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Showing: 31-40 results of 46

CHAPTER I. THE MARQUIS OF KINGSBURY.  When Mr. Lionel Trafford went into Parliament for the Borough of Wednesbury as an advanced Radical, it nearly broke the heart of his uncle, the old Marquis of Kingsbury. Among Tories of his day the Marquis had been hyper-Tory,—as were his friends, the Duke of Newcastle, who thought that a man should be allowed to do what he liked with his own, and the Marquis of Londonderry, who, when some such... more...

CHAPTER I  The troubles and sorrows of Linda Tressel, who is the heroine of the little story now about to be told, arose from the too rigid virtue of her nearest and most loving friend,—as troubles will sometimes come from rigid virtue when rigid virtue is not accompanied by sound sense, and especially when it knows little or nothing of the softness of mercy. The nearest and dearest friend of Linda Tressel was her aunt, the widow... more...

CHAPTER I. THE EARLY HISTORY OF LADY LOVEL.  Women have often been hardly used by men, but perhaps no harder usage, no fiercer cruelty was ever experienced by a woman than that which fell to the lot of Josephine Murray from the hands of Earl Lovel, to whom she was married in the parish church of Applethwaite,—a parish without a village, lying among the mountains of Cumberland,—on the 1st of June, 181—. That her marriage... more...

CECILIA HOLT AND HER THREE FRIENDS.  There came an episode in the life of Cecilia Holt which it is essential should first be told. When she was twenty-two years old she was living with her mother at Exeter. Mrs. Holt was a widow with comfortable means,—ample that is for herself and her daughter to supply them with all required by provincial comfort and provincial fashion. They had a house without the city, with a garden and a gardener... more...

Chapter I Folking Perhaps it was more the fault of Daniel Caldigate the father than of his son John Caldigate, that they two could not live together in comfort in the days of the young man's early youth. And yet it would have been much for both of them that such comfortable association should have been possible to them. Wherever the fault lay, or the chief fault—for probably there was some on both sides—the misfortune was so great... more...


INTRODUCTORY.—NUMBER ONE. I would that it were possible so to tell a story that a reader should beforehand know every detail of it up to a certain point, or be so circumstanced that he might be supposed to know. In telling the little novelettes of our life, we commence our narrations with the presumption that these details are borne in mind, and though they be all forgotten, the stories come out intelligible at last. "You remember Mary... more...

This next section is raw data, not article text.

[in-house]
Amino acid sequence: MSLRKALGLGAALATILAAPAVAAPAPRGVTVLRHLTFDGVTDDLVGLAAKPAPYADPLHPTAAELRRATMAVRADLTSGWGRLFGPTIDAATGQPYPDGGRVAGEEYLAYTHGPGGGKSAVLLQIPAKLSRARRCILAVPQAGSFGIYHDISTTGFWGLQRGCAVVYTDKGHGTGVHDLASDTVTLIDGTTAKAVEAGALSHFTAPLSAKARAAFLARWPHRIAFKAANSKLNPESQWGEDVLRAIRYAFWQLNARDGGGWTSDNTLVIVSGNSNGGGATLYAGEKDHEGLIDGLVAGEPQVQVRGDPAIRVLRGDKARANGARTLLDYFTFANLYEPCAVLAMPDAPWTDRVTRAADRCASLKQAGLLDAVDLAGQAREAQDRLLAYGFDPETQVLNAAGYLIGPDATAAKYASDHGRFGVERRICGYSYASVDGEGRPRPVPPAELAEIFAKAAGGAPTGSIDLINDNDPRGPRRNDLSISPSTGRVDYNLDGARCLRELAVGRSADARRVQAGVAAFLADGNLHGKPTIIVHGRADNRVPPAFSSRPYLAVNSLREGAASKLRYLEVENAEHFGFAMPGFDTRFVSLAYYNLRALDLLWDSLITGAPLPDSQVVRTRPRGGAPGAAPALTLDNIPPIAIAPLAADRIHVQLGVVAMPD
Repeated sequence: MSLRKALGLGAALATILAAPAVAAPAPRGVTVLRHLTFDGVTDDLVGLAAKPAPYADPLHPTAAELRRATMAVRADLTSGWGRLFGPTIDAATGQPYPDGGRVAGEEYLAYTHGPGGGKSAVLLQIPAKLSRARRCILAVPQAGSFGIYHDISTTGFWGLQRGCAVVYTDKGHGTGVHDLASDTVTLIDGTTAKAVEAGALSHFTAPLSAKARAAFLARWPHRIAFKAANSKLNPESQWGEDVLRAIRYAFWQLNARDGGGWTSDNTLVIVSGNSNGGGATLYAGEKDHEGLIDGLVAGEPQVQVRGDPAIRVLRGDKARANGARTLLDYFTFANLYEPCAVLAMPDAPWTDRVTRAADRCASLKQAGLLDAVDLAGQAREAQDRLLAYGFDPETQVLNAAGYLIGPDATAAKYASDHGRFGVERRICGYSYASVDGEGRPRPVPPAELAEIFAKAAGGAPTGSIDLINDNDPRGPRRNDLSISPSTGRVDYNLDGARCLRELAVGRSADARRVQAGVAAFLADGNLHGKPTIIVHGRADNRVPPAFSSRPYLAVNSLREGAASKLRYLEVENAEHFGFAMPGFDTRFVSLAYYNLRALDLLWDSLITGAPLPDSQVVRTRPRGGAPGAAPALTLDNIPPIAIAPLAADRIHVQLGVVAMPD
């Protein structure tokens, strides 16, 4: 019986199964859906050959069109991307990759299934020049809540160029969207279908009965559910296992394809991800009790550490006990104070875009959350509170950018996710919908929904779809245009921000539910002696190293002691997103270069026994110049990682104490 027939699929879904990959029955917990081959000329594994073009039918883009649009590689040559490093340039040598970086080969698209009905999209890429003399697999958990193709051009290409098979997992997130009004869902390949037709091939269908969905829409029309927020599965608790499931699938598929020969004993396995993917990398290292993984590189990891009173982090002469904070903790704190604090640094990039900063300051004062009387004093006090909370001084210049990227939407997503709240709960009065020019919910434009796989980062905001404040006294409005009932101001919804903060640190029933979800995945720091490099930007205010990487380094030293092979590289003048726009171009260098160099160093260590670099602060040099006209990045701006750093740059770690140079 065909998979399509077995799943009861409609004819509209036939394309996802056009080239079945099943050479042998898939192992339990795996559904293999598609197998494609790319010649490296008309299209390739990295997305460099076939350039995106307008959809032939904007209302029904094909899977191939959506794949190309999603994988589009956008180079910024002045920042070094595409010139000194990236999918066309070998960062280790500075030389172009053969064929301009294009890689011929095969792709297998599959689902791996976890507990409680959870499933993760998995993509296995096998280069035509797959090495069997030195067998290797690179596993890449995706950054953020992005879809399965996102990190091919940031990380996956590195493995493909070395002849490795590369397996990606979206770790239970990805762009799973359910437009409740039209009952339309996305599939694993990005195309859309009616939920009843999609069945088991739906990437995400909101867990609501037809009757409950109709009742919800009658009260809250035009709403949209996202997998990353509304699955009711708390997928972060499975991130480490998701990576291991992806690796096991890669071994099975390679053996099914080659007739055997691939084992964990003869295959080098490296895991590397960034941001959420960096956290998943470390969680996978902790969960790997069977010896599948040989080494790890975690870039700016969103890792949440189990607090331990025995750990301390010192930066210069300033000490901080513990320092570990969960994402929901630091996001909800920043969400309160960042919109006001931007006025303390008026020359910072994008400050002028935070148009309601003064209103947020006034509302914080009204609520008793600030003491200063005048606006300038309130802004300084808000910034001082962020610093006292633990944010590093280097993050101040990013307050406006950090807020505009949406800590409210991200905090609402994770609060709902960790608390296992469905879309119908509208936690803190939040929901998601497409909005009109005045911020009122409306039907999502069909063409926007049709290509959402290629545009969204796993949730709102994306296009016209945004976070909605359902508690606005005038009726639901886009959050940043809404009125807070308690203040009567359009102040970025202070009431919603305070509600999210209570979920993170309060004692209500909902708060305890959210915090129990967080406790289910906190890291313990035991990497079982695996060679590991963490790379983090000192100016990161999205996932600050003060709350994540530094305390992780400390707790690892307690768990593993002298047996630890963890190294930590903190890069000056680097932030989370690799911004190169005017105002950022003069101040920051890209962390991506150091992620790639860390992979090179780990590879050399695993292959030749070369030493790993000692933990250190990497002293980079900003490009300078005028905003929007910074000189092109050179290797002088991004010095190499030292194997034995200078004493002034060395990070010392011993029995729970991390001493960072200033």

THE MAN WHO HUNTS AND DOESN'T LIKE IT. It seems to be odd, at first sight, that there should be any such men as these; but their name and number is legion. If we were to deduct from the hunting-crowd farmers, and others who hunt because hunting is brought to their door, of the remainder we should find that the "men who don't like it" have the preponderance. It is pretty much the same, I think, with all amusements. How many men go to balls, to... more...

CHAPTER I. SHEWING HOW WRATH BEGAN.  When Louis Trevelyan was twenty-four years old, he had all the world before him where to choose; and, among other things, he chose to go to the Mandarin Islands, and there fell in love with Emily Rowley, the daughter of Sir Marmaduke, the governor. Sir Marmaduke Rowley, at this period of his life, was a respectable middle-aged public servant, in good repute, who had, however, as yet achieved for... more...

CHAPTER I GANGOIL. Just a fortnight before Christmas, 1871, a young man, twenty-four years of age, returned home to his dinner about eight o'clock in the evening. He was married, and with him and his wife lived his wife's sister. At that somewhat late hour he walked in among the two young women, and another much older woman who was preparing the table for dinner. The wife and the wife's sister each had a child in her lap, the elder having seen... more...

"Omnes Omnia Bona Dicere"  When young Mark Robarts was leaving college, his father might well declare that all men began to say all good things to him, and to extol his fortune in that he had a son blessed with so excellent a disposition. This father was a physician living at Exeter. He was a gentleman possessed of no private means, but enjoying a lucrative practice, which had enabled him to maintain and educate a family with all the... more...